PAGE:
Activities and workshops

Through a network of contacts with different types of companies in the industry, we will visit potential workplaces for PhD students, such as mines, smelters, government agencies and analytical laboratories.

During the workshops, a specific theme is considered that is relevant to the  students’ research and business, as well as for their future career. Possible thematic areas are:

  • Research collaboration : Common research interests, available laboratory equipment at Swedish university, exchange of expertise etc.
  • Everyday life as a doctoral student: Scientific publishing, supervision, courses, the scope of the doctoral student’s work, disputation etc.
  • Academic career: The Swedish academic system, research funding, potential collaborations infuture projects etc.
  • Industry career: Development of the labor market incl.equality issues, career opportunities atmining and exploration companies in Sweden and abroad, Career opportunities as a consultant and/or self-employed etc.

Within these potential themes, the doctoral students will have the opportunity to present their research projects as well as courses, equipment and laboratories located at their home university.

Cost of travel and accommodation for all participating doctoral students will be covered by Swedish Mining Innovation.

PhD Student Network in Bergslagen


Our PhD Student Network went on a three day tour around Bergslagen on the theme: Balancing cultural heritage, resource extraction and environmental values in historic mining areas.

Day 1 – The first stop was the R&D Hub for battery and cell development projects, Northvolt, outside Västerås. Thank you to our guides Eduard Marti Bigorra and Nathália Vieceli that walked us through the Revolt Pilot Plant. They broke ground in 2018, online by 2019 and has grown to over 1100 employees from over 85 nationalities. How cool is that! Sala Silvergruva was the next stop and we started with a history lesson with Niklas Ulfvebrand who told us about the historic mine as a modern tourist attraction.

Our guide and Network Manager Nils F Jansson took us down to 60 meters depth and we got to know more about the rich and exciting history of Sala Silvergruva. Erik Lundstam, Alicanto Labs, talked about Restarting the mines – a modern exploration. The visit to Sala ended with Michael Nilsson from Sala kommun talking about preserving and securing the area by reducing pollution in the watercourses of Sala Silvergruva and Pråmån.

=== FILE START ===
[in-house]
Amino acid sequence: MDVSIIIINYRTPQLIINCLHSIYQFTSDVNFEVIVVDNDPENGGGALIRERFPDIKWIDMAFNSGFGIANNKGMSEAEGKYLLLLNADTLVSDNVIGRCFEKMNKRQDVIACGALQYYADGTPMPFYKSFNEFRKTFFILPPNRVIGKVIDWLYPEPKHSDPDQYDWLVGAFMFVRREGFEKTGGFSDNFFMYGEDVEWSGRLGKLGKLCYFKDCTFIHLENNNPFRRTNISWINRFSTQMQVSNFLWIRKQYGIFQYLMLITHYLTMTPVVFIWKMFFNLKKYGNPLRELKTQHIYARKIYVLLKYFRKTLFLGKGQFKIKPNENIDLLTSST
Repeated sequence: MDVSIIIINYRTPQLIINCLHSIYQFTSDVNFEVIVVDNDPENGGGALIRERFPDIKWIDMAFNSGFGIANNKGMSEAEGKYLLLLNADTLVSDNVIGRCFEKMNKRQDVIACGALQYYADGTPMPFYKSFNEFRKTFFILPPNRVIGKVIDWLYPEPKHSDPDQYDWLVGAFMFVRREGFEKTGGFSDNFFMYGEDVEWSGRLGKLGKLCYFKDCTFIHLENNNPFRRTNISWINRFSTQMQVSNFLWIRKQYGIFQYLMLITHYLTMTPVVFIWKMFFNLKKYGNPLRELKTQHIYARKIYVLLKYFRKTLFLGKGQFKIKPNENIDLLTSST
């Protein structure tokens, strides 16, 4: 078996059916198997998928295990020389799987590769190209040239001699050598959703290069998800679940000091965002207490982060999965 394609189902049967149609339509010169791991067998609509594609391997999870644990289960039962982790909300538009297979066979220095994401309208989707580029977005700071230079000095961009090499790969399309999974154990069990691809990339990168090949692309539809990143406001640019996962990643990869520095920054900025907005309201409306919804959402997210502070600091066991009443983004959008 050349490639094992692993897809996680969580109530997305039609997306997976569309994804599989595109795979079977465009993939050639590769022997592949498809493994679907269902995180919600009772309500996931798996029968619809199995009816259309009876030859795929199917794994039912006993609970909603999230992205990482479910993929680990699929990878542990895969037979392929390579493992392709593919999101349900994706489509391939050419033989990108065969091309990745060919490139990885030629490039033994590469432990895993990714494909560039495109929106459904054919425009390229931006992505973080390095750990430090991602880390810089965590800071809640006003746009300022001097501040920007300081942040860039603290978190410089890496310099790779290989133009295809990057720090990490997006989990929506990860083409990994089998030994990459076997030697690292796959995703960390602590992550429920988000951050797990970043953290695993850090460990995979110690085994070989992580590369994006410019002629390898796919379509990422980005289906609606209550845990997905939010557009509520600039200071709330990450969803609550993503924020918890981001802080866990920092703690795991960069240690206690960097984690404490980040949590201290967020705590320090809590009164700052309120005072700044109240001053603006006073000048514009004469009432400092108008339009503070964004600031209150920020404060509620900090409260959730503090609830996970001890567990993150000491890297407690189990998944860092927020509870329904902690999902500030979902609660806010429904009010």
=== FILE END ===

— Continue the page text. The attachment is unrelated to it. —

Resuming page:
Day 2 and a visit to Boliden Garpenberg underground mine – Sweden’s oldest mining area still in operation. Amazingly, Garpenberg has been a mining area since around 400 BC. Now complex ores containing zinc, lead, silver, copper and gold are mined here. Thanks to very successful exploration efforts, the major deposit in Lappberget was discovered at the end of the 1990s, which saved the mine from closure. Instead, it meant Boliden’s second biggest investment project ever could be carried out in Garpenberg in 2014.

The day started with a short introduction and security brief by Johan Olsson followed by two exiting site visits. One group went down to the depth of 1054 meters and the other group got to visit the Processing plant. Boliden Garpenberg had also gathered seven employees to talk about their path into the company, however straight or crooked, their view of the opportunities within the company followed by a Q&A. What a great idea! Thank you to Johan Olsson, Tomas Persson, Linda Sääv, Anders Melén, Thomas Seidl, Antonio Tančak, Marcel Gurdziel & Mikael Lilja.

The day ended with a site visit to the very popular core shed and the old mining chapel. The chapel used to have several functions. Firstly, the miners could hear the word of God before they started work for the day. Secondly, they could clock in for the working day in the building. As late as the 18th century, attendance at the miners’ prayer was mandatory (absence without a valid reason led to a fine).